Early in her career as a TV reporter, Betsy Stark interviewed Dr. Anthony Fauci. It was at the height of the AIDS crisis in the mid-1980s, and the infectious disease specialist was one of the principal architects of President George H.W. Bush’s Emergency Plan for AIDS Relief.
She recalls many of the traits that have become familiar to millions of Americans a quarter century later during the coronavirus pandemic. Fauci's ability to communicate clearly and calmly on an emotionally fraught topic was masterful then, recalls Stark, now MD of content and media strategy at Ogilvy PR.
“One thing that impressed me then and impresses me now is his ability to communicate important medical science in plain English. You can't fully deliver on your mission as a public health leader if you're not able to simplify the complex,” says Stark.
Fauci has emerged as the federal government’s point person on coronavirus. “A straight shooter,” as one PR pro refers to him. “America’s doctor,” according to The New Yorker. And in the words of President Donald Trump, “a major television star.” In an administration void of a consistent voice on the global pandemic, Fauci is filling in in with aplomb.
According to an NBC News/Wall Street Journal poll, 60% of Americans trust what Fauci says about the coronavirus versus only 36%for the commander-in-chief. Conversely, only 8% of respondents say they don’t trust Fauci compared to more than half of respondents (52%) who felt that way about Trump.
What has given Fauci such astounding credibility, especially given that he was little known to the public a few months ago? For one, his decades of experience. Since 1984, Fauci has been director of the National Institute of Allergy and Infectious Diseases, part of the National Institutes of Health. He has advised six presidents on public health crises, including Ebola and Zika.
Stark says his appeal comes from the fact “that he's such a genuine public servant. He comes from humble beginnings, seems disinterested in celebrity, and he's plowing away at this job at the age of 80, having turned down higher posts. This is his life's work and he is committed to it.”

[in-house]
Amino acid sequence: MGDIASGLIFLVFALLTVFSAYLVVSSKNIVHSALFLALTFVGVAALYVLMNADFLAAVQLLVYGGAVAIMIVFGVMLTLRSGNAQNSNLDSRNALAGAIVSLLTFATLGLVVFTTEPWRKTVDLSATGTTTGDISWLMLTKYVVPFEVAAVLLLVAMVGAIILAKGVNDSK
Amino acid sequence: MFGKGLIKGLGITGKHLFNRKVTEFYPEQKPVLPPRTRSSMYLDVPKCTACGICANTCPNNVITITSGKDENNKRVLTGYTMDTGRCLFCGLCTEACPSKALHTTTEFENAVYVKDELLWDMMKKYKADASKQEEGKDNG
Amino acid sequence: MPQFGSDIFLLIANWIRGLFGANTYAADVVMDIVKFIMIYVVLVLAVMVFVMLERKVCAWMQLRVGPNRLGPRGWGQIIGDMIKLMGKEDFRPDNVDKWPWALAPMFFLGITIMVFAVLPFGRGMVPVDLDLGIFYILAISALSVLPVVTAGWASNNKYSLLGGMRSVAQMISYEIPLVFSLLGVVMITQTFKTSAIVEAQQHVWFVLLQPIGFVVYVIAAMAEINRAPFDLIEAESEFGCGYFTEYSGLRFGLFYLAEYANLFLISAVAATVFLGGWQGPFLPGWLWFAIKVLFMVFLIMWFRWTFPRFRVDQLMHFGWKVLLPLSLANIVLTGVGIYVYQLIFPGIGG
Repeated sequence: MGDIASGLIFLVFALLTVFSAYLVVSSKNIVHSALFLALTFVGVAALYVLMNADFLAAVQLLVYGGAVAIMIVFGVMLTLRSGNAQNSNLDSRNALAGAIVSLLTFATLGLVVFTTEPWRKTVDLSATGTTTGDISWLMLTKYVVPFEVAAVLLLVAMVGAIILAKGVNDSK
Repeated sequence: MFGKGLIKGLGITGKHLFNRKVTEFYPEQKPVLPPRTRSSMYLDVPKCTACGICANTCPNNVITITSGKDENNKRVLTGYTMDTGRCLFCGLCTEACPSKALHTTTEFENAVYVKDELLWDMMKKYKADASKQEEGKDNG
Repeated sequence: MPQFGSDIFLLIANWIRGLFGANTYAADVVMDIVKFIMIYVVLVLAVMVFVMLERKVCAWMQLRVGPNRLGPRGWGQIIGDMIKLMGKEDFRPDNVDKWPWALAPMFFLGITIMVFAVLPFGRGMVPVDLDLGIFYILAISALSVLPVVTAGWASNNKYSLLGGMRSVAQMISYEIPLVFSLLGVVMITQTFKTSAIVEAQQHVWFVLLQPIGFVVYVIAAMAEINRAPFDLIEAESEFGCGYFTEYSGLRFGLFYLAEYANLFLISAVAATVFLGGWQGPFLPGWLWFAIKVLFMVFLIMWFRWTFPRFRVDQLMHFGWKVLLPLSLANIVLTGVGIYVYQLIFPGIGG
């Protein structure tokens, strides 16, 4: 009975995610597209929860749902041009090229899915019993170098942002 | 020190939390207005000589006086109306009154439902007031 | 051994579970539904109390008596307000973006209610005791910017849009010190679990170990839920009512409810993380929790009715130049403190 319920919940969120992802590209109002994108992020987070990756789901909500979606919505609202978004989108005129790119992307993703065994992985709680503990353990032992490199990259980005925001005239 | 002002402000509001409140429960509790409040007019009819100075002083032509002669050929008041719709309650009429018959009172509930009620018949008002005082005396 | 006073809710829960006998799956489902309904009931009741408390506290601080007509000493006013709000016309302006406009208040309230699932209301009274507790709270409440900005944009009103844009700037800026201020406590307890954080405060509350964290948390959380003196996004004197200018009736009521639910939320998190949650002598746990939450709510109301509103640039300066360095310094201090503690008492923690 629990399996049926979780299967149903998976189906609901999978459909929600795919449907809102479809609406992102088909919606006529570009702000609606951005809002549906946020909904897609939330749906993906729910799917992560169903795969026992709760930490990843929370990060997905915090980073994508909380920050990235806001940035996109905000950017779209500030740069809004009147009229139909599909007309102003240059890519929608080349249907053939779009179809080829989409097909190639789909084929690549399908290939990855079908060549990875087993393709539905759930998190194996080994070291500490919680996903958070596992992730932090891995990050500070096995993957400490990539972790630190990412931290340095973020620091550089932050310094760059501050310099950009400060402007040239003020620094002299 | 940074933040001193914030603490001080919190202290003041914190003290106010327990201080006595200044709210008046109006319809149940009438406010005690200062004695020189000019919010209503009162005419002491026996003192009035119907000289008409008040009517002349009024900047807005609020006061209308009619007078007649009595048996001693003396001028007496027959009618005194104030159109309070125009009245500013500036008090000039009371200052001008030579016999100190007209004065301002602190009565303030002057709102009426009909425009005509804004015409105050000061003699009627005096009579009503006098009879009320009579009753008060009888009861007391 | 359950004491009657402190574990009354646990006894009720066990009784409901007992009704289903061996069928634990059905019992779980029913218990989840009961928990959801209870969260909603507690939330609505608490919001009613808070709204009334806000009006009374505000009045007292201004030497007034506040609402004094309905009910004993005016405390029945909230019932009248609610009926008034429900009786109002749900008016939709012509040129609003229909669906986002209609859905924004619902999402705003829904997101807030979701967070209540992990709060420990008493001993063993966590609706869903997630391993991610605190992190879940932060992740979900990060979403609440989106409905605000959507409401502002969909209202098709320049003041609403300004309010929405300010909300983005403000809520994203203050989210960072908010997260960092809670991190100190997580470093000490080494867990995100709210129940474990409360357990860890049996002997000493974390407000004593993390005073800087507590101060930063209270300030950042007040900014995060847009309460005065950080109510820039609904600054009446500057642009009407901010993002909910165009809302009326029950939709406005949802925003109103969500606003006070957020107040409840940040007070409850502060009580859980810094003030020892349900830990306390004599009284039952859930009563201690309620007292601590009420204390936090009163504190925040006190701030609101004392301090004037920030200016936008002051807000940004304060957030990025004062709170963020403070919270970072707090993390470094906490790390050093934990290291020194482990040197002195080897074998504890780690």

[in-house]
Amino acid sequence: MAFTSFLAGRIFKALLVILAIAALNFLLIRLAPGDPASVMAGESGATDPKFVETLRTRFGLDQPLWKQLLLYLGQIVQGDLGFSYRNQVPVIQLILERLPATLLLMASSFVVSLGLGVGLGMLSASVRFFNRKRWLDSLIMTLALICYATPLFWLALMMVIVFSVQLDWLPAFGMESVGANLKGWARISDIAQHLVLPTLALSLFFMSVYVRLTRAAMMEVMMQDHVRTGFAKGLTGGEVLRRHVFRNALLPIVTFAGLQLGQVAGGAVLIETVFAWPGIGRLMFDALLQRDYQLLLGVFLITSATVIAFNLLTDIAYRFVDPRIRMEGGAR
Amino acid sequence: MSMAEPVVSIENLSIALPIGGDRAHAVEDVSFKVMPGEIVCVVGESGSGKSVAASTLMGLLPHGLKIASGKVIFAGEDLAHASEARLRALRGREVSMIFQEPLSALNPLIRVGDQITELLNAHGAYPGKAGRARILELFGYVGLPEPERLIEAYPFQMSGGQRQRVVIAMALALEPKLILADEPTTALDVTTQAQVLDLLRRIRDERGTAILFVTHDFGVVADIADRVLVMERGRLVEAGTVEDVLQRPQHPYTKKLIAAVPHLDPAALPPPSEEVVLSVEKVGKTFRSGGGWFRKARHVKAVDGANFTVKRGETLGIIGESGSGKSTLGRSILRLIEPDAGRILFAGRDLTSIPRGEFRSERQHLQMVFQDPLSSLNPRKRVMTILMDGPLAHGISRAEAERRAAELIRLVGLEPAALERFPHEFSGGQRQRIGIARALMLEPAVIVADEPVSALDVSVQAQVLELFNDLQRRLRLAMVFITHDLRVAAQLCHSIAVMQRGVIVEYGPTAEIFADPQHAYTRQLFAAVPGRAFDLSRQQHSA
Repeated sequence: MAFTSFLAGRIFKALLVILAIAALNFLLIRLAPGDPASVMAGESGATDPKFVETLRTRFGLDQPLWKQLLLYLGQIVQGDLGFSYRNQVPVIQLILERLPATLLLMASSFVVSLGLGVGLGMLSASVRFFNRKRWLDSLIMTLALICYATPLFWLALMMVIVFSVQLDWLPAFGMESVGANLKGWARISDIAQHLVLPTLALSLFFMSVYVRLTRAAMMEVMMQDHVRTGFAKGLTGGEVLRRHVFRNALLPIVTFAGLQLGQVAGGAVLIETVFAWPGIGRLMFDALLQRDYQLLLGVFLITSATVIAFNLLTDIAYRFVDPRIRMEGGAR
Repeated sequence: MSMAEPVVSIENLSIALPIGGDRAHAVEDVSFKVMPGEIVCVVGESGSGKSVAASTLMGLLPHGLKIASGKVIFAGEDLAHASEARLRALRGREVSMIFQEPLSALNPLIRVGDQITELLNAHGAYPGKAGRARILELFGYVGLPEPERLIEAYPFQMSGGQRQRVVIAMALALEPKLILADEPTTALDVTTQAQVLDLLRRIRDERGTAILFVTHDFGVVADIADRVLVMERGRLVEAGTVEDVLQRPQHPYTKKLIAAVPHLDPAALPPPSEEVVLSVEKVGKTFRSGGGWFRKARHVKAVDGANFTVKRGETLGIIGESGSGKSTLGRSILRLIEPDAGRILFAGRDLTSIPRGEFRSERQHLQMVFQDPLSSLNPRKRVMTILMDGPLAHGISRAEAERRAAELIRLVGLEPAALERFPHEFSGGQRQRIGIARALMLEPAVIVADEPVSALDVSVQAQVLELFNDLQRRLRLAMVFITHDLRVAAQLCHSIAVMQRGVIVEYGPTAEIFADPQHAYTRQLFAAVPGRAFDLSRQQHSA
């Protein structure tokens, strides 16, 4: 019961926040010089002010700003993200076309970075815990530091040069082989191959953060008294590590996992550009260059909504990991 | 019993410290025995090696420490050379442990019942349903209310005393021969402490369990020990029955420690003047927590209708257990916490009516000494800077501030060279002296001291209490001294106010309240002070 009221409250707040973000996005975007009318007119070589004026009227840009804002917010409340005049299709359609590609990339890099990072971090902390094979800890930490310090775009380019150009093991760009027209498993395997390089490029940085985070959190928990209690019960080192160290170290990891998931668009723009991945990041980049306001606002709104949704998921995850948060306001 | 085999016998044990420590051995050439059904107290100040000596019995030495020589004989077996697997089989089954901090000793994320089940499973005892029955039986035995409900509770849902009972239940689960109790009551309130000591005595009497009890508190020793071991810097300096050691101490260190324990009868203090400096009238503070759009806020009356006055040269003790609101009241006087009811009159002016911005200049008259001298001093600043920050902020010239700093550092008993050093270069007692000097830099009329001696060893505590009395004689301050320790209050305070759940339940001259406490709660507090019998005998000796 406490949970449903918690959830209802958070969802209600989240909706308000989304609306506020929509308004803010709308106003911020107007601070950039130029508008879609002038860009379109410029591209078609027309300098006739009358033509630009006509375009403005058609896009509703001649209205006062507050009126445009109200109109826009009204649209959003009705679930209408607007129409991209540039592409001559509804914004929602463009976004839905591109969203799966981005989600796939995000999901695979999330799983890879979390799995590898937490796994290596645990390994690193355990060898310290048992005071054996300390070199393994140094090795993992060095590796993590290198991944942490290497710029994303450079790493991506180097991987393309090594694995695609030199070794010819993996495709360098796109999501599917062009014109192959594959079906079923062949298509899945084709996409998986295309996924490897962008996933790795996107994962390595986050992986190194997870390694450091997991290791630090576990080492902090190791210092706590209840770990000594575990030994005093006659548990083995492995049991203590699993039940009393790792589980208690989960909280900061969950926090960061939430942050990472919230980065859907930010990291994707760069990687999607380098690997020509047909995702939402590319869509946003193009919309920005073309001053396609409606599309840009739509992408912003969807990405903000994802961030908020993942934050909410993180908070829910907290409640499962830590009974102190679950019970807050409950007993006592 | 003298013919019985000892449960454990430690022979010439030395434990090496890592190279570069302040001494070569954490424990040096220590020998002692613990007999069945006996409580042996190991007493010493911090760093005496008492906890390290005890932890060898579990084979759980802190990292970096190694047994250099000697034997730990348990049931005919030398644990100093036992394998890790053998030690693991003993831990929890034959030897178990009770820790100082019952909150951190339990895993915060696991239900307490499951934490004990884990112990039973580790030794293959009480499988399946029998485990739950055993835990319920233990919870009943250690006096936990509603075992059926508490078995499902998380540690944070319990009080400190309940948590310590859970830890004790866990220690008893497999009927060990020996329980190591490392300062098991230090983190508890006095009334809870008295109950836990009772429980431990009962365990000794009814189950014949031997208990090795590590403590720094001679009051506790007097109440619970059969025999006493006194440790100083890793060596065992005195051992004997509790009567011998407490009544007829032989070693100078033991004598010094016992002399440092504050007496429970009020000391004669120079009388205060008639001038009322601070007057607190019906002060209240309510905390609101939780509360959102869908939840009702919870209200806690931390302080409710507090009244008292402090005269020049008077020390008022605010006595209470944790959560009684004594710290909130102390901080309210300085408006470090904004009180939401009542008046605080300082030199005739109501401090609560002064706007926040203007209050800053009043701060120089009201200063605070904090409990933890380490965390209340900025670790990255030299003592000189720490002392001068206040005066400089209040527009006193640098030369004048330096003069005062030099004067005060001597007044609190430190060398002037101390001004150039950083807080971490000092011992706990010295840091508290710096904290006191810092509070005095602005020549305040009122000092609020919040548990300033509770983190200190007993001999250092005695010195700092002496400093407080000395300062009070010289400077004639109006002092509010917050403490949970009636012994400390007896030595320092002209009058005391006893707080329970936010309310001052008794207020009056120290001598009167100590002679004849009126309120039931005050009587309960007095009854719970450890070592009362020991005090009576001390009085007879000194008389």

His nonpartisan bonafides are reinforced in his media relations strategy, which appears designed to get him in front of as many people as possible and explain COVID-19, who is most at risk and how the public can protect themselves from infection.
“His ubiquity in the media seems to be driven by his sense of mission as a public health servant,” says Stark. “How do you get the most accurate, potentially life-saving information to the greatest number of people across the greatest diversity of audiences? Make yourself available to a vast variety of conduits through the media.”
Or, as Stark calls it, “saturation through repetition.”
Fauci doesn’t just make appearances during Trump’s daily press briefings, or only on cable news channels like CNN and Fox News Channel. He has done extensive Q&As with print media like Vanity Fair. Fauci has also gone less traditional routes like Snapchat shows hosted by the likes of NBA star Stephen Curry and journalist Peter Hamby, live Facebook conversations with CEO Mark Zuckerberg and personalities like Desus & Mero.
This week, he chatted with Will Smith on the actor’s Snapchat series Will From Home. That appearance generated plenty of positive press after Fauci deftly and sweetly handled innocent questions posed to him by young children about the coronavirus.
Experts say Fauci understands he needs to be everywhere because the crisis has killed 50,000 Americans. Media relations pros point to another key factor: Trump’s comments on the global pandemic have been often contradictory and confusing. The president also sticks largely to Twitter and combative White House briefings.
If the pandemic had happened during the presidencies of Barack Obama or George W. Bush, Fauci would likely not be nearly as omnipresent, says Michael Kempner, founder and CEO at MWWPR.